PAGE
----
I have one specific critique. When you said the artists were 'composing' the main character's parents, my brain immediately jumped to 'composing' in the musical sense, because music has such a strong and obvious place in this story. That was a little confusing.

Also, I'm not sure this story merits either the 'tragedy' or 'gore' tags. None of the descriptions seemed overly graphic for a 'dark' story, and the heroes seemed to succeed in what they were attempting. Yeah, there was sacrifice, but... they made it to the stair, and even (maybe?) saved Ponyville. The main character's parents died, but he himself admits that's mostly incidental.

Anyways, I enjoyed this, especially the 'lush' world. I set out with a similar idea for my own contest entry, (I'm sick to death of drab gray apocalypse) and when I realized you'd done something similar, I thought I'd give it a go despite the tags. Turns out that was a good idea. Excellent work, and keep writing!

...wow, that turned out long.

5621156
Thanks for the time you took for the comment. I really appreciate it and it is helping with my other projects, although I will probably repeat some errors often before I metabolize the correct way to do things.

Well, I found this story after seeing Titanium Dragons review, and I enjoyed it a lot. Actually, I had my phone read it to me in my car... isn't living in the future great? :D

Yay for the future, I find it exhilarating when people complain that they miss their jetpack while communicating with a handheld device that has more power than a 10 kg desktop computer 15 years ago, connected to a vast global knowledge network of mind boggling complexity.

Personally, I would have liked to see more attention directed at the wilderness. This is a story where the world itself almost counts as a character, and it would have been interesting to see that explored somewhat. i was able to pick up on the basic ideas clearly, so no worries there, but I was left wondering... how exactly does the music look interacting with the wilderness? How does the chaos appear and disappear? Besides glimpses of beauty, and the description of the parade, it's mostly glossed over. I think I'd have enjoyed learning a little more about it.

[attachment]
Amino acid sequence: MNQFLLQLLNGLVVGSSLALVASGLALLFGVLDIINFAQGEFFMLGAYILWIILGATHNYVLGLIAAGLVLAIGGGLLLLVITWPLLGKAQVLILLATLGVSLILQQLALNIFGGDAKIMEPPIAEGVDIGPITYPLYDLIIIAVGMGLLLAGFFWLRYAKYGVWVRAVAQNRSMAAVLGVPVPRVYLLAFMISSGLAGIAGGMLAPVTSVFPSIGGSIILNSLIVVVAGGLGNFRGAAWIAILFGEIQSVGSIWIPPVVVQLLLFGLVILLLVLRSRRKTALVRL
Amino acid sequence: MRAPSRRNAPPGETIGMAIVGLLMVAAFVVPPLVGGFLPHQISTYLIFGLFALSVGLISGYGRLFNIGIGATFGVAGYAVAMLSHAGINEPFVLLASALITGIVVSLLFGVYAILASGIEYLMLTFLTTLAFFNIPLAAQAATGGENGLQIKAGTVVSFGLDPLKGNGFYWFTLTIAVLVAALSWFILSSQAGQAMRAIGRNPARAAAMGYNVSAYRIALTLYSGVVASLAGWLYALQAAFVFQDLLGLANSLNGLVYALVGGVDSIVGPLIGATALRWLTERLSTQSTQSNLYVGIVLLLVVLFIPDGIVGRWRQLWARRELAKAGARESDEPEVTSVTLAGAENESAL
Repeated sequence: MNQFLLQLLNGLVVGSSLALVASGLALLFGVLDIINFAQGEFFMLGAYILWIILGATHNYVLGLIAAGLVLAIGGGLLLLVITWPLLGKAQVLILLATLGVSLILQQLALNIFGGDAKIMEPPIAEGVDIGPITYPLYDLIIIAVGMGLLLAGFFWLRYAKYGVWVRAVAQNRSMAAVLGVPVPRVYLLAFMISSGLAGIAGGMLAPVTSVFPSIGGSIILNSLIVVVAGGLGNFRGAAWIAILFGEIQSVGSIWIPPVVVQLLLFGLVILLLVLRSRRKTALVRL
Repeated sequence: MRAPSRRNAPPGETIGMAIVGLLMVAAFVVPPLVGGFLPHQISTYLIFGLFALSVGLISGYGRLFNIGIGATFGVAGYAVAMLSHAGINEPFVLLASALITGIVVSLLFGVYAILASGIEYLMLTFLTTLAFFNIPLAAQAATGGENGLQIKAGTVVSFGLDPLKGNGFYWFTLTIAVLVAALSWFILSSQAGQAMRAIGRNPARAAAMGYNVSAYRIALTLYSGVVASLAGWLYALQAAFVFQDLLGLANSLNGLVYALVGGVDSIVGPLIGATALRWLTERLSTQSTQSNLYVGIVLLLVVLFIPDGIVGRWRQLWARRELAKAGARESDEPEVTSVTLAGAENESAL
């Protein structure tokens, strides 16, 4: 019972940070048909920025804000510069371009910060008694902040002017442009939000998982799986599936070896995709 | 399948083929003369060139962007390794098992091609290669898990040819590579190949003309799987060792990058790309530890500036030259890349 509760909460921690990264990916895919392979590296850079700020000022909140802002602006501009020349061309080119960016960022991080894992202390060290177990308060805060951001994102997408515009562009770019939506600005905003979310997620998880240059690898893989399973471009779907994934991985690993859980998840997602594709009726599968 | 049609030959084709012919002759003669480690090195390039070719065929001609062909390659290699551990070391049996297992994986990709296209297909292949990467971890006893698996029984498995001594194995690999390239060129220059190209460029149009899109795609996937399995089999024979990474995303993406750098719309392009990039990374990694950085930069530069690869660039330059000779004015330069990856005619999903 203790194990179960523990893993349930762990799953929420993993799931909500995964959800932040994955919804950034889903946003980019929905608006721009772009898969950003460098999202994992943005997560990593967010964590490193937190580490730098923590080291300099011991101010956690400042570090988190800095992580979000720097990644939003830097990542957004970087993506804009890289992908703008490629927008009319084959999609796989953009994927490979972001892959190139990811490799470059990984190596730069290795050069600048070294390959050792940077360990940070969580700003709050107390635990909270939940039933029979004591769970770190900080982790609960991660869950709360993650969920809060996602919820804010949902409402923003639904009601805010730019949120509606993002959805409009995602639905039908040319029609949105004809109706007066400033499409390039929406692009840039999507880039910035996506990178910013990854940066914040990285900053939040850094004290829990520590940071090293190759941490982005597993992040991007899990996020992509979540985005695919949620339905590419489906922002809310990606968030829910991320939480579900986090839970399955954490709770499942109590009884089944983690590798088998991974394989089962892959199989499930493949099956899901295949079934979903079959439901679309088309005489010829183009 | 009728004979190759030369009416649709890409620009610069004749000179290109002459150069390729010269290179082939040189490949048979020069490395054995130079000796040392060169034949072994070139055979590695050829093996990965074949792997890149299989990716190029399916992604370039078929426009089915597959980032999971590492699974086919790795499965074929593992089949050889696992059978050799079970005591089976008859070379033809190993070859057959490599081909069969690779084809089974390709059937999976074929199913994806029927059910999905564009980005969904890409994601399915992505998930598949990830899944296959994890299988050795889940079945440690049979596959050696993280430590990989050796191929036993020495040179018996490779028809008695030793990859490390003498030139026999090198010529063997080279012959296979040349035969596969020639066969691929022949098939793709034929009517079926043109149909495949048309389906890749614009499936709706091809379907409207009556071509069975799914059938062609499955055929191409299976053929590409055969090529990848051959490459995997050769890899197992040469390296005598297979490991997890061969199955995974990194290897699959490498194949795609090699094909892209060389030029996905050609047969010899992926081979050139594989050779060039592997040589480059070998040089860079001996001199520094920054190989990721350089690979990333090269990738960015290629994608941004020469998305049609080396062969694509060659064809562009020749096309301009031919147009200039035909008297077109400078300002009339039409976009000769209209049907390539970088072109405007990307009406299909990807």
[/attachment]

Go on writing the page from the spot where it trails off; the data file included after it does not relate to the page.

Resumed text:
Because of the twofold trauma of having been submitted to some atrocious flowery prose in the past and years of writing dry technical documents and reports, I need to seriously recalibrate my descriptive writing. I often fear to overdo it. Still, here Saint Editor helped a lot, the first draft was even drier, and this is one of the things on which I try to work most, so there should be hope for the future.

Also, the main character's sacrifice seemed slightly rushed. I didn't feel like he even knew exactly what he was agreeing to; just a few more words where he realizes what he's losing and why that's meaningful would have given it more impact for me.

He really doesn't know what he agrees on when he jumps, but you are right, I should have lingered more on the consequences of it all, even when I wanted to give the impression that he downplayed it intentionally. You can’t see that there is something left out without any hints, and these are missing.

I didn't have trouble with the writing style, although that may have been because I was listening; I've noticed that makes it easier for me to consume otherwise off-putting prose. I won't say...
… been more engaged with the story if you'd given more engaging descriptions on some parts?
Note, this is just how I think about those words, and that's still murky at best. They're used very differently by lots of people, but perhaps you'll find my tools useful as a way to think about story structure. You're clearly no rank amateur, so please ignore this if it's useless.